QNAP Warns Against 'Dirty Pipe' Linux Flaw That Affects Several NAS Devices
Here’s a look at what you need to know
- QNAP has issued an advisory about a new Dirty Pipe Linux vulnerability that affects a wide range of Network Attached Storage (NAS) devices.
- It allows attackers to overwrite data in arbitrary read-only files.
- The Dirty Pipe security flaw affects all NAS devices running kernel version 5.10.60.
- QNAP plans to release security updates soon to address this vulnerability.
QNAP, a company specializing in developing networking solutions, has issued an advisory about a new Linux vulnerability that affects most of its Network Attached Storage (NAS) devices. The company warned that this high severity Linux exploit called “Dirty Pipe” could be abused by attackers to gain root privileges on affected systems.
The Dirty Pipe vulnerability, tracked as CVE-2022-0847, was discovered by a security researcher by Max Kellermann back in April 2021. It allows non-privileged users to overwrite data in arbitrary read-only files, leading to local privilege escalation. The attacker can exploit this vulnerability to carry out various malicious actions such as creating unauthorized user accounts, installing backdoors, injecting code into scripts, and altering binaries used by privileged apps or services.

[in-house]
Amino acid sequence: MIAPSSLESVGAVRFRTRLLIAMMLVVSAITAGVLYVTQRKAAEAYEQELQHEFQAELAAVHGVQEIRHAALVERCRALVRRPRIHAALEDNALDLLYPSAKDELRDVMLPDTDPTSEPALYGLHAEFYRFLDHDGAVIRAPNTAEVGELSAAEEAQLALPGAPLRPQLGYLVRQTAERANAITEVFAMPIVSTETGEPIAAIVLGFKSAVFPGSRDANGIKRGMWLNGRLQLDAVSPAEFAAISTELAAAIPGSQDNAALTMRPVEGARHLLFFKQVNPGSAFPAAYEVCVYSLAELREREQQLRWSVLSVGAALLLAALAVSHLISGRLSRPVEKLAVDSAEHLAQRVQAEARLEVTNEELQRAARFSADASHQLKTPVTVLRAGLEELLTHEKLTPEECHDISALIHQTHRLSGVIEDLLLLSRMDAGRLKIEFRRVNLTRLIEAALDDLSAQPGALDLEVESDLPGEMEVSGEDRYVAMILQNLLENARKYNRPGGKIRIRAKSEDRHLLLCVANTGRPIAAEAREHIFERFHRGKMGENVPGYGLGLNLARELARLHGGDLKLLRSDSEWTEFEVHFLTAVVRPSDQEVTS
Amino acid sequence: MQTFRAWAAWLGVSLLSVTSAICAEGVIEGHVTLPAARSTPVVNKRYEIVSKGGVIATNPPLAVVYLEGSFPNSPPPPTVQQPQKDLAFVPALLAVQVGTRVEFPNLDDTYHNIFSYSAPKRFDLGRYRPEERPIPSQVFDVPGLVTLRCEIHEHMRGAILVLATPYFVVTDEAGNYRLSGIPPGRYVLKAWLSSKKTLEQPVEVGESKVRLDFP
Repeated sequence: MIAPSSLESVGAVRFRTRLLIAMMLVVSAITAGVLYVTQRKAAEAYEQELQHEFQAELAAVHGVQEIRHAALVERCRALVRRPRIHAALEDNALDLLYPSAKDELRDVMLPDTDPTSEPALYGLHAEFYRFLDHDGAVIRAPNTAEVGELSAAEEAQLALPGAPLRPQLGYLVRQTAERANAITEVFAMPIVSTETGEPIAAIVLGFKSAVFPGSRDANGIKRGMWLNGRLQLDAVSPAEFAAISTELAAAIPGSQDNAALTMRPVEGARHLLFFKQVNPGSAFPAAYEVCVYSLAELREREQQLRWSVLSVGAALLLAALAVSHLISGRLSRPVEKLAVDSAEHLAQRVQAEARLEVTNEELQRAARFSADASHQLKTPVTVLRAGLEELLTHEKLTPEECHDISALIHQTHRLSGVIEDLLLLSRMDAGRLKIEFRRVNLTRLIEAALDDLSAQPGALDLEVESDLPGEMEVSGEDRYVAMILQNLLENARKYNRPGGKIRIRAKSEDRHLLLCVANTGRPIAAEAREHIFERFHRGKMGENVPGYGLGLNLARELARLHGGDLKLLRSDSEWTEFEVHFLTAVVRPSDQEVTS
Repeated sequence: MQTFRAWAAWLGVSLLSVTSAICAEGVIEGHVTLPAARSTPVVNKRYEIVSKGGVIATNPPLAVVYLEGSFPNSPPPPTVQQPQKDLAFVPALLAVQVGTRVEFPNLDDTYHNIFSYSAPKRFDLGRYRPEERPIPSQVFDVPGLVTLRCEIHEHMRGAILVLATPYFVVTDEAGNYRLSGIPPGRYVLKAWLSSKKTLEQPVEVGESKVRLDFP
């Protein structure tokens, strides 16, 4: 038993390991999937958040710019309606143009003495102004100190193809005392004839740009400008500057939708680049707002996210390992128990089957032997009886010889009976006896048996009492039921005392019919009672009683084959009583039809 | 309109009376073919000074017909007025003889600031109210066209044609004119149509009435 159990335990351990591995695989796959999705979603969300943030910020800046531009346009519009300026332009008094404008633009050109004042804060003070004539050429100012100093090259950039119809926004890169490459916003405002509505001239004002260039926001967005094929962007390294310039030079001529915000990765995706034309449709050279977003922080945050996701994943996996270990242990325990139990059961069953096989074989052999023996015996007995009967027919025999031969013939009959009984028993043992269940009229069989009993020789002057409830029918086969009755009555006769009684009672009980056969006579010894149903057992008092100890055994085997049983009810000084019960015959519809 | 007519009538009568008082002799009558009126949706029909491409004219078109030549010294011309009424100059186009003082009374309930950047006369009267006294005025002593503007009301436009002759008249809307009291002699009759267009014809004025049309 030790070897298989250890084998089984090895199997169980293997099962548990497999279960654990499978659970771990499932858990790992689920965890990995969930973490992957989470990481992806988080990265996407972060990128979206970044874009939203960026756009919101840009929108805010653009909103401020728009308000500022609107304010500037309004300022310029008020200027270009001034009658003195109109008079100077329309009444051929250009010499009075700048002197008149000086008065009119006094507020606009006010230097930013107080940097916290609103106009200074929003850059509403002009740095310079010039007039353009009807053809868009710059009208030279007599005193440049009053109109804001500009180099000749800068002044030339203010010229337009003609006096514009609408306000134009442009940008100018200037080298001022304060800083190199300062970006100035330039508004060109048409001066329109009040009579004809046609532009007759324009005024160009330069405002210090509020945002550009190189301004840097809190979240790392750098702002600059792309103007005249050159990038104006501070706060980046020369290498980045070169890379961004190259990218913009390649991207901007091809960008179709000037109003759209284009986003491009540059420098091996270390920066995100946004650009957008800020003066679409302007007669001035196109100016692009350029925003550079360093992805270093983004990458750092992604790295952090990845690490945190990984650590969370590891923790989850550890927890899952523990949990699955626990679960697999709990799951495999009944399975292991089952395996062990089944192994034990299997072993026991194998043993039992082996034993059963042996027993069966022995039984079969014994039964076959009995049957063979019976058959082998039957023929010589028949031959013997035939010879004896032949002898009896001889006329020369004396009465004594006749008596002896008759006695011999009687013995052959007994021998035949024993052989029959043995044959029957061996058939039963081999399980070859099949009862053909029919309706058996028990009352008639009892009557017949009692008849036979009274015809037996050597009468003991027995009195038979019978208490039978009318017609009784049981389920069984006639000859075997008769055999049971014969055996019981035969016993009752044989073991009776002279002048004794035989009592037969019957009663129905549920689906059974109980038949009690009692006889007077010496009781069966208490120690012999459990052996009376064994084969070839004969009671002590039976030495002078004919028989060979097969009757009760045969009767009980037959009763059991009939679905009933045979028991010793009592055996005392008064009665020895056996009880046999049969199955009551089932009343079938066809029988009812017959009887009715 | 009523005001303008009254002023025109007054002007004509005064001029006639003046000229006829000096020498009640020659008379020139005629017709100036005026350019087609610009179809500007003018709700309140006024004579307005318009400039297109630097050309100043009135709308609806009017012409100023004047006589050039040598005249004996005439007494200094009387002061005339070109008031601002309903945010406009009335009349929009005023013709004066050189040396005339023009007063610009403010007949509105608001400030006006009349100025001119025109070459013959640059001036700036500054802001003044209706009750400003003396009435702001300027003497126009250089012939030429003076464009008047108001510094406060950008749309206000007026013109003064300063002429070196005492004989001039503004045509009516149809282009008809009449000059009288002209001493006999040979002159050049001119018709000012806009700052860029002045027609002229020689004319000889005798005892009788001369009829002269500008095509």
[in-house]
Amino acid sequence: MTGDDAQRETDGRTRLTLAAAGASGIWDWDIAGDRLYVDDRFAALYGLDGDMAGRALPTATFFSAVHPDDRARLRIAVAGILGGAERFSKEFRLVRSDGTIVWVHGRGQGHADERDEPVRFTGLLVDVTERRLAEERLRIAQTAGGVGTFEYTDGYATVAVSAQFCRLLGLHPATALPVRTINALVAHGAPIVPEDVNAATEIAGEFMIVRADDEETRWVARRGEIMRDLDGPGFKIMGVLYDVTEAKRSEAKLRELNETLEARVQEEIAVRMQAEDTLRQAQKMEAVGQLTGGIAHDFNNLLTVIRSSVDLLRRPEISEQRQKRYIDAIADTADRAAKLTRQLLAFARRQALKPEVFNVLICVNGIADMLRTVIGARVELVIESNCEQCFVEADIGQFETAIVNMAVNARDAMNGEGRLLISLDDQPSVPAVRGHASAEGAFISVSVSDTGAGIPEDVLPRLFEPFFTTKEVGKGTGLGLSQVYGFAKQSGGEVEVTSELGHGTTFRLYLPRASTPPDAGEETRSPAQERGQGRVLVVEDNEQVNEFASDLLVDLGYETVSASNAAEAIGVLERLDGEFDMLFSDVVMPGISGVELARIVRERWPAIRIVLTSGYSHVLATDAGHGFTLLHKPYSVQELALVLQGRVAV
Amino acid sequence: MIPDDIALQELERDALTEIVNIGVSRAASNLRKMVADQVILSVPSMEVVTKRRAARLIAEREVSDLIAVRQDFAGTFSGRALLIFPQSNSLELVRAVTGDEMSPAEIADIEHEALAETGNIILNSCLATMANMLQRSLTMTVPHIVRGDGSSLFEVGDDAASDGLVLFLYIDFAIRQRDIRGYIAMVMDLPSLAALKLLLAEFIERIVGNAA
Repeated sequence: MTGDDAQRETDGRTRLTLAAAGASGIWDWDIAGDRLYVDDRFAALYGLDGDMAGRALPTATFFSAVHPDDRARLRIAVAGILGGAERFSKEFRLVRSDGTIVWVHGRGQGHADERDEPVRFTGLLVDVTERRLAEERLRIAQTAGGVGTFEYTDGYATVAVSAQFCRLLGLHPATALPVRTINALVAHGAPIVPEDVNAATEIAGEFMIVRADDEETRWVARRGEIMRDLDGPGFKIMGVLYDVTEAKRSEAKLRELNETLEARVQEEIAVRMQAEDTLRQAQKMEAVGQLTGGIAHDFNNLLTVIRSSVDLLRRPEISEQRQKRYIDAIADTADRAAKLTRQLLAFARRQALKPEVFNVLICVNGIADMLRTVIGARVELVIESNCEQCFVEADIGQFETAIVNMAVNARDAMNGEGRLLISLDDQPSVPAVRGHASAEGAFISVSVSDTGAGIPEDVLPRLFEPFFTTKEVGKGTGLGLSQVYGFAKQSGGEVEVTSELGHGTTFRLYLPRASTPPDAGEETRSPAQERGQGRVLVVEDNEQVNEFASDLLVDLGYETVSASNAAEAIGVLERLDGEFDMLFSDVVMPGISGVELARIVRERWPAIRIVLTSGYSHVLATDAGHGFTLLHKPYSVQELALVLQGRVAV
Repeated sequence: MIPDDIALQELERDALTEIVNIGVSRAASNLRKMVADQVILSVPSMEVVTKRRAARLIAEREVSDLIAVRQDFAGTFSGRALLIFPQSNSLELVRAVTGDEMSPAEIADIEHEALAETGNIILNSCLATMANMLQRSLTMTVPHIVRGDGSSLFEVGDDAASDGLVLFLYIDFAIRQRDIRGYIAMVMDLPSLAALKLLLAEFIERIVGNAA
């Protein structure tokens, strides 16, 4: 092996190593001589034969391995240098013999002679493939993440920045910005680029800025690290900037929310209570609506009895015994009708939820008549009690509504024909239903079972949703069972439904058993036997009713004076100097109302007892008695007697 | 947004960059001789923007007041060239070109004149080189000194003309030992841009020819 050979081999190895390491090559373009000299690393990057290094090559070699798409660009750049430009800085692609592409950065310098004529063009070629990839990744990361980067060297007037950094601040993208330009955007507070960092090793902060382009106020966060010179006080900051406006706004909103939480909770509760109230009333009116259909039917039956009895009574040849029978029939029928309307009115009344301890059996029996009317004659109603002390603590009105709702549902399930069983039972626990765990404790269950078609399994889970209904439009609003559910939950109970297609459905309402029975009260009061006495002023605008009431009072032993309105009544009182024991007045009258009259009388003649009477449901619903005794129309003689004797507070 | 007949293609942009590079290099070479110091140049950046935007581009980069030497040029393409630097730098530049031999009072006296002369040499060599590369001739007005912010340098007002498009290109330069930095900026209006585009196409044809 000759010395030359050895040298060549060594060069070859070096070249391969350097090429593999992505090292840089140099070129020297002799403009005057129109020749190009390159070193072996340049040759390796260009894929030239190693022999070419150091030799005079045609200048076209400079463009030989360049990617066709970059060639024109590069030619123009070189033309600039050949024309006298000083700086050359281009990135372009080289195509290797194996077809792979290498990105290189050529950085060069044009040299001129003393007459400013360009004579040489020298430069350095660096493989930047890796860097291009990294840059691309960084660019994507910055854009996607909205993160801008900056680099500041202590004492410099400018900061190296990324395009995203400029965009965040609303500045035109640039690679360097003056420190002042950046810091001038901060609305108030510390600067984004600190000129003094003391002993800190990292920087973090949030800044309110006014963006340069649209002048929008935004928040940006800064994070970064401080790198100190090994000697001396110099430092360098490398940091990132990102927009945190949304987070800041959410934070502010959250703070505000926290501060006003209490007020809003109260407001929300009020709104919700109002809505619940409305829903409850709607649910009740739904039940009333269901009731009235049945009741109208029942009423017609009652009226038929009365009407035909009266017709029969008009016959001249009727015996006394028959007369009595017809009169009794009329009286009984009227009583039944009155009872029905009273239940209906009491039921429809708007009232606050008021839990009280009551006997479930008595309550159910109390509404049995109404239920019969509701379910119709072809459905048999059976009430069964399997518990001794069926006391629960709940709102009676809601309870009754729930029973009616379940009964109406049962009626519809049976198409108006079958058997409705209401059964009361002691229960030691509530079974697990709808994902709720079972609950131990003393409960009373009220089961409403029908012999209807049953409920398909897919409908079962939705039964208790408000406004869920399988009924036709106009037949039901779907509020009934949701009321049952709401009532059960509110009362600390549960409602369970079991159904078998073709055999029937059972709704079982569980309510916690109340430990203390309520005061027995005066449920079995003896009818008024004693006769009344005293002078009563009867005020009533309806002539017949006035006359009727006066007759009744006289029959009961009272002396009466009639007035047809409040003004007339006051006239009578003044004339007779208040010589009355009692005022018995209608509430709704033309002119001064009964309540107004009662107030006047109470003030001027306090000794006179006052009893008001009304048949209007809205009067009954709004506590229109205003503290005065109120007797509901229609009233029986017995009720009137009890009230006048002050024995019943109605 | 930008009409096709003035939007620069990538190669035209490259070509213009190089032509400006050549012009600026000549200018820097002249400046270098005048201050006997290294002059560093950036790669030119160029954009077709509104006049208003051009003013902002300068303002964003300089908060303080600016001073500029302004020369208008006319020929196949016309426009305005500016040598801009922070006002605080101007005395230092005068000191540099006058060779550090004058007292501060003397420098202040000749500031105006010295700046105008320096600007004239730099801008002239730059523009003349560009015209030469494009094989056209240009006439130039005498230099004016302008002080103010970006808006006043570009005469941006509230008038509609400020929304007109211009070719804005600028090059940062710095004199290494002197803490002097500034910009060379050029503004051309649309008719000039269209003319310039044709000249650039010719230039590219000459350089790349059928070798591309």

Essentially, the security vulnerability resides in a Linux mechanism called pipeline, which the OS uses for unidirectional communication between processes. The flaw has since been fixed in the latest Linux kernel versions, but it could potentially target devices running Linux kernel version 5.8 or newer.
The Dirty Pipe flaw affects all QNAP NAS devices running QTS 5.0.x and QuTS hero h5.0.x
QNAP says that the Dirty Pipe exploit affects all devices running QTS 5.0.x and QuTS hero h5.0.x, and you can check out the full list of all affected models in the release notes for Kernel Version 5.10.60.
“If exploited, this vulnerability allows an unprivileged user to gain administrator privileges and inject malicious code,” QNAP explained in a security advisory. “Currently there is no mitigation available for this vulnerability. We recommend users to check back and install security updates as soon as they become available.”
The company has advised all users to wait for its security patches that should help to mitigate the vulnerability on Network Attached Storage (NAS) devices. Meanwhile, it recommends that users with Internet-exposed NAS devices should disable the “Port Forwarding function of the router” and the “UPnP function of the QNAP NAS,” at least until a fix is available.
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